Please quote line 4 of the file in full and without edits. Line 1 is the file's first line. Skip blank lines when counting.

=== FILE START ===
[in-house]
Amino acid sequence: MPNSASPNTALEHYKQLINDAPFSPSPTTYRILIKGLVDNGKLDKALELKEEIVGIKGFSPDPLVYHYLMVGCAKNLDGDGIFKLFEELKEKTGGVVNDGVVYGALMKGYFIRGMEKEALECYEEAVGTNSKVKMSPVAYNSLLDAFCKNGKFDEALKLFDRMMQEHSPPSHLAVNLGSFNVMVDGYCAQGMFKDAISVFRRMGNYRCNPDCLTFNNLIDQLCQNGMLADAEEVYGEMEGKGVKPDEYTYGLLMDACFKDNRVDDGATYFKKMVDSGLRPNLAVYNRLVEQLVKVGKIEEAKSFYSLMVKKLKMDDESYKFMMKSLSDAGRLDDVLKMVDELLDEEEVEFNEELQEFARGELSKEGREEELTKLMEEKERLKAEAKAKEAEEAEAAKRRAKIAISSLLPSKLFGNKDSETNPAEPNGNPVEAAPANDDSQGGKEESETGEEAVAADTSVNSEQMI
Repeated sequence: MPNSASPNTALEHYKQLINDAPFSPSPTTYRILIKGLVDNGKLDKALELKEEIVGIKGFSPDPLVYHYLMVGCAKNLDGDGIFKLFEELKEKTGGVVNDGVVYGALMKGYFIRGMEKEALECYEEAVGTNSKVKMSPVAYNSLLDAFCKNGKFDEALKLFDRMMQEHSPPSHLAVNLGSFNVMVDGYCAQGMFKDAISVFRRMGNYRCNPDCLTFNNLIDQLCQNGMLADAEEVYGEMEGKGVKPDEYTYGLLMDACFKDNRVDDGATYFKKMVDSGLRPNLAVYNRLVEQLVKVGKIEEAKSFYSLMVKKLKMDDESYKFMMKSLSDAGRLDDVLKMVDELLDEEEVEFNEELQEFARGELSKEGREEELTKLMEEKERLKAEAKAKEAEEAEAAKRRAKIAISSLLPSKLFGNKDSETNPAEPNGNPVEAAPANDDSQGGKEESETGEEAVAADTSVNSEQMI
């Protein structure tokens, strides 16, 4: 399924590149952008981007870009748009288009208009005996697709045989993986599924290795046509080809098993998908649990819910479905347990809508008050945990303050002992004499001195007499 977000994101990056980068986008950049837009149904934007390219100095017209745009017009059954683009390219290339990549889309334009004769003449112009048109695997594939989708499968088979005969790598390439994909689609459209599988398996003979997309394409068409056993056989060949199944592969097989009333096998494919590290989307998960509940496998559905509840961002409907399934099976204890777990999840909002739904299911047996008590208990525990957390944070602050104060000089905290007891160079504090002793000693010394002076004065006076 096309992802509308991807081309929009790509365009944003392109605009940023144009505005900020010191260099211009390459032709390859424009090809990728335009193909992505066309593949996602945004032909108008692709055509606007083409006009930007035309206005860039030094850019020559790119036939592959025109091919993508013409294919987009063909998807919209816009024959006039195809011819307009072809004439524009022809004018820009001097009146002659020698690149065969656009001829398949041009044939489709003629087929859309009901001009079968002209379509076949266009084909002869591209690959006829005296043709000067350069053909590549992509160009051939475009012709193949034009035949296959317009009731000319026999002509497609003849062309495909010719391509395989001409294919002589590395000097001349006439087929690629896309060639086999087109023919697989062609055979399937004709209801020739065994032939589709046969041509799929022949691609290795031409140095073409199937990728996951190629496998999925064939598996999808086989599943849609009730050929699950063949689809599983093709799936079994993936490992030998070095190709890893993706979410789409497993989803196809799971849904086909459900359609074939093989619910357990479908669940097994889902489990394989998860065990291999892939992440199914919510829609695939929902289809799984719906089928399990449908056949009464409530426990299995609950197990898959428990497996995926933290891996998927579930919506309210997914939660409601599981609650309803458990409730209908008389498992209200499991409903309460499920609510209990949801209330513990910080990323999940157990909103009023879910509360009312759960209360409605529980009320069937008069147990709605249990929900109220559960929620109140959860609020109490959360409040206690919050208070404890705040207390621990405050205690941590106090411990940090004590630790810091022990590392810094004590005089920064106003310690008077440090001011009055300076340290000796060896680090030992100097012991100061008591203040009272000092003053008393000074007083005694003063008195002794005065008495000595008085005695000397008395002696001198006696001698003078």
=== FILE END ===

């Protein structure tokens, strides 16, 4: 399924590149952008981007870009748009288009208009005996697709045989993986599924290795046509080809098993998908649990819910479905347990809508008050945990303050002992004499001195007499 977000994101990056980068986008950049837009149904934007390219100095017209745009017009059954683009390219290339990549889309334009004769003449112009048109695997594939989708499968088979005969790598390439994909689609459209599988398996003979997309394409068409056993056989060949199944592969097989009333096998494919590290989307998960509940496998559905509840961002409907399934099976204890777990999840909002739904299911047996008590208990525990957390944070602050104060000089905290007891160079504090002793000693010394002076004065006076 096309992802509308991807081309929009790509365009944003392109605009940023144009505005900020010191260099211009390459032709390859424009090809990728335009193909992505066309593949996602945004032909108008692709055509606007083409006009930007035309206005860039030094850019020559790119036939592959025109091919993508013409294919987009063909998807919209816009024959006039195809011819307009072809004439524009022809004018820009001097009146002659020698690149065969656009001829398949041009044939489709003629087929859309009901001009079968002209379509076949266009084909002869591209690959006829005296043709000067350069053909590549992509160009051939475009012709193949034009035949296959317009009731000319026999002509497609003849062309495909010719391509395989001409294919002589590395000097001349006439087929690629896309060639086999087109023919697989062609055979399937004709209801020739065994032939589709046969041509799929022949691609290795031409140095073409199937990728996951190629496998999925064939598996999808086989599943849609009730050929699950063949689809599983093709799936079994993936490992030998070095190709890893993706979410789409497993989803196809799971849904086909459900359609074939093989619910357990479908669940097994889902489990394989998860065990291999892939992440199914919510829609695939929902289809799984719906089928399990449908056949009464409530426990299995609950197990898959428990497996995926933290891996998927579930919506309210997914939660409601599981609650309803458990409730209908008389498992209200499991409903309460499920609510209990949801209330513990910080990323999940157990909103009023879910509360009312759960209360409605529980009320069937008069147990709605249990929900109220559960929620109140959860609020109490959360409040206690919050208070404890705040207390621990405050205690941590106090411990940090004590630790810091022990590392810094004590005089920064106003310690008077440090001011009055300076340290000796060896680090030992100097012991100061008591203040009272000092003053008393000074007083005694003063008195002794005065008495000595008085005695000397008395002696001198006696001698003078």